• 02 June 2022

    Emotions in the workplace - How to handle them like a champ!

    Emotions, Emotional Intelligence, Workplace
    Emotional Intelligence in the workplace is a subject that has been gaining a lot of traction these past few years.
    In this regard, I would like to refer to the great work of Dr. Sigal Barsade, who was able to prove the direct correlation between the employees’ well-being and their performance at work.
    In her pioneering research, Dr. Barsade discovered how allowing employees to express all kinds of feelings in a safe environment helps them flourish on all levels and become more productive. 
    Consciously making space for a display of emotions will in turn, greatly reflect on the company: Teams perform better when they show care, love and affection.
    It is also important to allow employees express emotions that might be perceived as negative, such as anger or frustration, as long as they are being tackled in a constructive way that will eventually lead to the implementation of adequate solutions. 

    What is emotional intelligence? 
    Emotional Intelligence is our ability to recognize, understand, handle, and appropriately manage our emotions, as well the emotions of others. It can be measured using the Emotional Quotient (or QE).
    Emotional Intelligence is a skill that can be learned and developed over time, contrary to intelligence quotient (IQ) which is rather predefined. 
    This skill is essential for achieving success on both personal and professional levels, especially in leadership roles: your IQ can help you get into college, but it’s your EQ that will help you manage the stress and emotions when facing your final exams. IQ and EQ exist in tandem and are most effective when they build off one another.

    How to manage our emotions to achieve roaring success?
    In my line of work, I consecrate a lot of effort developing my clients’ emotional intelligence because of its direct influence on their performance. 
    Sara* was one of the clients who was having trouble recognizing her emotions and dealing with them in a healthy manner. This toxic situation was negatively affecting her performance and she wanted to find a fast solution.
    My efforts in this scenario were focused on dividing the workload in several phases to help her better manage her feelings. Therefore, I developed a quick and effective action plan that I am sharing with you below, and that allowed her to tackle her weaknesses:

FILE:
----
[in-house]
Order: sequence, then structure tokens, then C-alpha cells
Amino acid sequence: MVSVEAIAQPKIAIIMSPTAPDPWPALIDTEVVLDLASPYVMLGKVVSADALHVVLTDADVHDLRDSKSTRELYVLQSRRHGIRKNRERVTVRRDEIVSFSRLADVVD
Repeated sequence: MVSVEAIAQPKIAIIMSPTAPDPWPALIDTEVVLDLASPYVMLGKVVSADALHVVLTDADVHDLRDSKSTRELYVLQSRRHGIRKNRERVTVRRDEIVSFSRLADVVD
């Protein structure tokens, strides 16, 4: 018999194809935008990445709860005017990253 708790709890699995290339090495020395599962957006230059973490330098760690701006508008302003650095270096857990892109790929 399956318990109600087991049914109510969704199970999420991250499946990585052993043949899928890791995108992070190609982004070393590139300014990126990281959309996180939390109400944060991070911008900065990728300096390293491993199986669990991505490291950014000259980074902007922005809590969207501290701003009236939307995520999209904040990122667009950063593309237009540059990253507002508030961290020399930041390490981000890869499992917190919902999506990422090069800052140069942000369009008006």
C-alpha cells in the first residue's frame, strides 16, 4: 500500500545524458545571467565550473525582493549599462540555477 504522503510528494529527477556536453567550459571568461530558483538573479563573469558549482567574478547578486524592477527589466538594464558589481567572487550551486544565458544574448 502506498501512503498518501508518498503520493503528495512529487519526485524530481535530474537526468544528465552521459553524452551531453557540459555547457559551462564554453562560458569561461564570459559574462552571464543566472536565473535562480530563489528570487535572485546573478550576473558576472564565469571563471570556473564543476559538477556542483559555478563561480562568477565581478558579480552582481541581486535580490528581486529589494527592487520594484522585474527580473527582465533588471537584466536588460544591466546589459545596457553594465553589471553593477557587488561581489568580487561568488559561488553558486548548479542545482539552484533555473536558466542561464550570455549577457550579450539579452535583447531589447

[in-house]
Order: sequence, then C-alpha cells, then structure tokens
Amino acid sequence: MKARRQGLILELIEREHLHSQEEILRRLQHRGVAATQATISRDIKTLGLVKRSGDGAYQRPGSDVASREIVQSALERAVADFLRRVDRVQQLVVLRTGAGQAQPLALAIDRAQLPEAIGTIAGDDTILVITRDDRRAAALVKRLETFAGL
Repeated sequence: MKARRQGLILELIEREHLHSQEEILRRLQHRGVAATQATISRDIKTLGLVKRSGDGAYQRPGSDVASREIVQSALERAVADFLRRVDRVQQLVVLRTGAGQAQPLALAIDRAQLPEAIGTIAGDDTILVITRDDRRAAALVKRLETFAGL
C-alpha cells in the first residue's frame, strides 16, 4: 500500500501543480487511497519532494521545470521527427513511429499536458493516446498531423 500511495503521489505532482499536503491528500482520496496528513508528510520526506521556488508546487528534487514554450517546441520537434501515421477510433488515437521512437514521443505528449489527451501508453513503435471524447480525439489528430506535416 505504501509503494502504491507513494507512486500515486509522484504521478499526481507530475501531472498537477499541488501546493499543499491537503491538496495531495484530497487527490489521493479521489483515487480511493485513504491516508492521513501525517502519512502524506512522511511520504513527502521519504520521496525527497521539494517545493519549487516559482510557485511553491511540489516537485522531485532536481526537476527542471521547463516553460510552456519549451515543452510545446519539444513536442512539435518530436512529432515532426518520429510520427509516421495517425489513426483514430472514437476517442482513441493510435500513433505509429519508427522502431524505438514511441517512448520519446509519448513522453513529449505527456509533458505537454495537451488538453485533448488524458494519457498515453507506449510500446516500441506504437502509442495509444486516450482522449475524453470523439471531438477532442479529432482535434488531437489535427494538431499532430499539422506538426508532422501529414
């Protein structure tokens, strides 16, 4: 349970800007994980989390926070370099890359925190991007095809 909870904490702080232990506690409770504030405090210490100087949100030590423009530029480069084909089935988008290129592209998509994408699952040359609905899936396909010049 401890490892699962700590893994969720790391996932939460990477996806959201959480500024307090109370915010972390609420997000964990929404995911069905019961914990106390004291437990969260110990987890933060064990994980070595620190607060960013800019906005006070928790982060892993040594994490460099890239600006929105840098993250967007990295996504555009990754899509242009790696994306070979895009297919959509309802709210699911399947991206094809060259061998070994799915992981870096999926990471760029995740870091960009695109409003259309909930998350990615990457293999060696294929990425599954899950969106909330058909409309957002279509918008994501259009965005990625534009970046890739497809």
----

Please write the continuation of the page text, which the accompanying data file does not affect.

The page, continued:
1. Recognize: The first step toward a healthy relationship with our emotions is to recognize and honor them, regardless of how irrational they may seem. We are often taught to ignore certain types of feelings that may be labeled as negative or portray us as weak, often believing that this behavior will simply make them go away. But this strategy will only backfire and after a certain time, repressed emotions will find a way to get out, causing us stress-related symptoms as well as a myriad of different ailments. 
    2. Understand: After recognizing and honoring our emotions, it is important to understand the reason why we are feeling a certain way. This will allow us to understand our triggers and equip us with the necessary tools to better handle them in future situations. With time and practice, that type of awareness will help avoid and/or diffuse work tensions. 
    3. Take a step back: Reacting when we are feeling angry or frustrated seldom leads to positive outcomes. Therefore, it is important to take a step back from our feelings and properly reframe them. I advise my clients to take the needed time to cool off before acting upon their feelings. This coping mechanism will generate better results and greatly improve our chances of being heard and actually having a chance to achieve what we want.
    4. Talk about it: to get it out. Talking about what we are feeling to a trusted person in our circle will help us feel relieved, cared for, and understood. It will also help us learn from other people who have been in similar situations, and maybe find better solutions. 

    Being able to freely express our emotions in the workplace in appropriate ways is the key to the organization’s overall well-being and success because it will equip everyone involved, with the appropriate knowledge to find solutions to problems that aren’t always obvious. 
    Dr. Barsade proved that emotions have a place at work and that acknowledging them is a step forward in creating a fostering environment: “Through her research, Barsade has found that emotions influence not just employee wellness and engagement, but also business outcomes such as productivity and profitability.”
    This strategy will also help to retain employees and top talent, saving companies many headaches.  Therefore, it is important for managers to shed light on the necessity of talking about emotions in the workplace by organizing workshops, as well as trainings that will allow them to lead by example.

    * The name of my client has been changed to preserve her privacy.